Systems Pharmacology and PBPK modeling using PK-Sim and MoBi– A step by step lesson how to build and apply PBPK models
An Open Systems Pharmacology Workshop
Monday, June 5th, Budapest, Hungary
PAGE 2017 Satellite Workshop
In this one-day workshop, we will teach and demonstrate how to build fully integrated systems pharmacology models using the Open Systems Pharmacology Suite with PK-Sim® and MoBi®. Attendees will learn how to easily deal with challenging modeling tasks in pharmacokinetics and pharmacodynamics, exemplified by several real-life use cases. Each of these use cases will be introduced with a background lecture on the questions to be answered and the biology to be represented, reflecting its special characteristics and the consequences for modeling. Each individual use case will additionally be accompanied by a short update lecture giving an overview of most recent scientific developments and comments on current hot topics in the field. Whenever feasible and relevant, community feedback and input sessions will be interspersed.
During an introductory lecture, we will briefly introduce the Open Systems Pharmacology community. We will then focus on a general introduction into concepts, features and most beneficial application of mechanistic and physiologically-based modeling. An open discussion about ideas how we all can benefit best from an open community approach should conclude the first part of this workshop – we encourage all participants to share their thoughts and ideas. This part will be followed by a first hands-on lesson. During this session, attendees will learn how to develop PBPK models for small molecules and for biologics, elucidating the peculiarities that need to be reflected in both cases.
In the following parts of the workshop, the focus will be directed on pharmacokinetic drug-drug interactions and the assessment of pharmacokinetic properties in different populations. An overview will show the variety of different applications and current challenges for modeling. By example of scaling to different age-groups (children/elderly) it will be shown, how integration of physiological knowledge leads to an expectation for different populations. In the second part, the changes in diseased populations (hepatic/renal impairment) will be discussed and related PBPK modeling of populations will be shown by example. An overview will show use of different ethnical virtual populations in PK-Sim® and MoBi®.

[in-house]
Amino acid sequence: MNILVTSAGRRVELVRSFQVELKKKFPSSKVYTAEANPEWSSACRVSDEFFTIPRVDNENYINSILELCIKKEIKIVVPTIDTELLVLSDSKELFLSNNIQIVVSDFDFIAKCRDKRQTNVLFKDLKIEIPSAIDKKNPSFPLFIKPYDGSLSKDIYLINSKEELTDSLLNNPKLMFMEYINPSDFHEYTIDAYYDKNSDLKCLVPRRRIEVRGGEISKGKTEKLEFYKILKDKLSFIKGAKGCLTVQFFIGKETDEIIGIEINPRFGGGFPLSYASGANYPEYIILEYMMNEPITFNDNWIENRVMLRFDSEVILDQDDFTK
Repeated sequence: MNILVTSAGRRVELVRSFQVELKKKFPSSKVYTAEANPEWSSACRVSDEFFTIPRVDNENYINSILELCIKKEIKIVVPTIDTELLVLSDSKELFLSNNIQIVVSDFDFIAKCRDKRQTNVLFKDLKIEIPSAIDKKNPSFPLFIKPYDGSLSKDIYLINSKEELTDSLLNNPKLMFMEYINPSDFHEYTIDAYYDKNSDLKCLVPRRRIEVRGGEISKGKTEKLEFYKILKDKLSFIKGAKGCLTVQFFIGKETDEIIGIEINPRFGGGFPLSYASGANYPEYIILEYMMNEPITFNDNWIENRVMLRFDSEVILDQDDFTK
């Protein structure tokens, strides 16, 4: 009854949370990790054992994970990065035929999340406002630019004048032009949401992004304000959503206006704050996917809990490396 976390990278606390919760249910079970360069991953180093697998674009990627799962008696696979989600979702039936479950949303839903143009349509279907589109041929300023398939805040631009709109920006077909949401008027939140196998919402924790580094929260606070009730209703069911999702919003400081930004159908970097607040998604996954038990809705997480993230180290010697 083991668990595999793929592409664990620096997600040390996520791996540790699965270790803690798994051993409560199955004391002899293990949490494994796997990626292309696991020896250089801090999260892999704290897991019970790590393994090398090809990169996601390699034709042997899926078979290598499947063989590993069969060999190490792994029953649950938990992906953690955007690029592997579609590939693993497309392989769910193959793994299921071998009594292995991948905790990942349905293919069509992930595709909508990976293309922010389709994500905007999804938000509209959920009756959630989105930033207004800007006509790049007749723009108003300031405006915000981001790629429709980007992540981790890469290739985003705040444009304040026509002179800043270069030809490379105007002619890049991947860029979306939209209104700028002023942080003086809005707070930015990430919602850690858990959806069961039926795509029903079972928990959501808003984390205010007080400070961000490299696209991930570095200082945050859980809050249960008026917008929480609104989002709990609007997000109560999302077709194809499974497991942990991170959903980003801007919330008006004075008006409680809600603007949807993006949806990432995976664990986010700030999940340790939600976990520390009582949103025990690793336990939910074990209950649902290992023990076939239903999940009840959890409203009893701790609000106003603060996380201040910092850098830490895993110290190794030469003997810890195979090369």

In the fifth session, it will be shown how to customize and address sensitivity and uncertainty in PBPK models. The session will first discuss the different mathematical concepts and then – using examples – show how to use it in PK-Sim® and MoBi®. A detailed introduction to parameter identification will be part of this session.
We will wrap up the day with a summary and give room for more discussion and Q&A. Special relevance will be given to discussions around ideas, setup and opportunities to participate in the Open Systems Pharmacology community.
List of Sessions:
Session 1: Introduction
- Introduction of the community
- Purpose, current status and opportunities for application of PBPK/PD models along the drug development process
Session 2: Small molecules and biologics
- Distribution models
- Modeling of a small molecule
- Modeling of biologics
Session 3: Drug-drug Interaction
- Coupling perpetrator and victim PBPK models and simulate changes in PK
Session 4: Specific populations and age-related scaling
Use of mechanistic models to assess pharmacokinetics in different populations including:
- The younger and the elderly – how to address age-related changes in PBPK models
- Specific populations – renal/hepatic impairment
Session 5: Advanced PBPK/PD modeling - Customizing models, parameter identification and sensitivity analysis
- Identification and optimization of parameters – How to find the best representation of data with the most biologically plausible parameters
- Sensitivity, variability and uncertainty – Quantify the quality of the model to answer questions
- Outlook: How to use Markov Chain Monte Carlo (MCMC) methods for characterization of pharmacokinetics.
Session 6: Open discussion, Q&A, exchange of ideas
Thomas Wendl, Bayer AG
Ibrahim Ince, Bayer AG
Markus Krauss, Bayer AG
Christian Diedrich, Bayer AG
Dzianis Menshykau, Bayer AG
(and other community members, tbd)
Training materials and slides used will be provided. A laptop and an installed version of the Open Systems Pharmacology Suite are required for participation in the hands-on session.
Software installation packages can be downloaded from the Open Systems Pharmacology GitHub portal (www.open-systems-pharmacology.org/suite). System requirements for installation are as follows:
Operating System: Windows 7®, Windows 8®, Windows 10®
Processor: at least Pentium III, 1 GHz (the faster the better!)
Main Memory: at least 4GB RAM
Free Disk Space: at least 2 GB of disk space
Administrator privileges are a prerequisite for installation.
March 28, 2017
Published in npj Systems Biology and Applications: Translational learning from clinical studies predicts drug pharmacokinetics across patient populations
December 19, 2016
New publications regarding PBPK modeling: Elderly, Isoniazid, DDI and Diabetes. In addition: A white paper regarding good practices in drug discovery and development
October 18, 2016
Published in CPT Pharmacometrics & Systems Pharmacology: Applied Concepts in PBPK modeling: How to build a PBPK/PD model